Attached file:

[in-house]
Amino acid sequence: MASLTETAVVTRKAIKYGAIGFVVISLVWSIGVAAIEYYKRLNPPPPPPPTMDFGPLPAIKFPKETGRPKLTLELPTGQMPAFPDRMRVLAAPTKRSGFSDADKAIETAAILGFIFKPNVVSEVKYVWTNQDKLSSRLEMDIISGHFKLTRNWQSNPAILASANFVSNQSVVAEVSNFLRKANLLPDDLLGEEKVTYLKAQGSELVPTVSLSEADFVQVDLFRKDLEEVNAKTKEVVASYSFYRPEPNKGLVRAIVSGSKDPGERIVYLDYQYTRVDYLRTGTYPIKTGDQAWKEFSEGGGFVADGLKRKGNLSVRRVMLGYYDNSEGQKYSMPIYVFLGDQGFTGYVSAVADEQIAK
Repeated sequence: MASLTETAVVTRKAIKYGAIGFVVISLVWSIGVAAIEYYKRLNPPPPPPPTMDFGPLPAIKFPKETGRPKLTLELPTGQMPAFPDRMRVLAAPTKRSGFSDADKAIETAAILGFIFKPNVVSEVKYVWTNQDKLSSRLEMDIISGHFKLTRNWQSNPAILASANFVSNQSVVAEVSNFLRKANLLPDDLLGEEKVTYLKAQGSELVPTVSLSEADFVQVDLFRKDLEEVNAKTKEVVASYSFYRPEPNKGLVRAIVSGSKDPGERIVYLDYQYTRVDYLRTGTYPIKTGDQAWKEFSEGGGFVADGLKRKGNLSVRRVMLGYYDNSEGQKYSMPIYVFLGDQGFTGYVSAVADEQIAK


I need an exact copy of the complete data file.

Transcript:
[in-house]
Amino acid sequence: MASLTETAVVTRKAIKYGAIGFVVISLVWSIGVAAIEYYKRLNPPPPPPPTMDFGPLPAIKFPKETGRPKLTLELPTGQMPAFPDRMRVLAAPTKRSGFSDADKAIETAAILGFIFKPNVVSEVKYVWTNQDKLSSRLEMDIISGHFKLTRNWQSNPAILASANFVSNQSVVAEVSNFLRKANLLPDDLLGEEKVTYLKAQGSELVPTVSLSEADFVQVDLFRKDLEEVNAKTKEVVASYSFYRPEPNKGLVRAIVSGSKDPGERIVYLDYQYTRVDYLRTGTYPIKTGDQAWKEFSEGGGFVADGLKRKGNLSVRRVMLGYYDNSEGQKYSMPIYVFLGDQGFTGYVSAVADEQIAK
Repeated sequence: MASLTETAVVTRKAIKYGAIGFVVISLVWSIGVAAIEYYKRLNPPPPPPPTMDFGPLPAIKFPKETGRPKLTLELPTGQMPAFPDRMRVLAAPTKRSGFSDADKAIETAAILGFIFKPNVVSEVKYVWTNQDKLSSRLEMDIISGHFKLTRNWQSNPAILASANFVSNQSVVAEVSNFLRKANLLPDDLLGEEKVTYLKAQGSELVPTVSLSEADFVQVDLFRKDLEEVNAKTKEVVASYSFYRPEPNKGLVRAIVSGSKDPGERIVYLDYQYTRVDYLRTGTYPIKTGDQAWKEFSEGGGFVADGLKRKGNLSVRRVMLGYYDNSEGQKYSMPIYVFLGDQGFTGYVSAVADEQIAK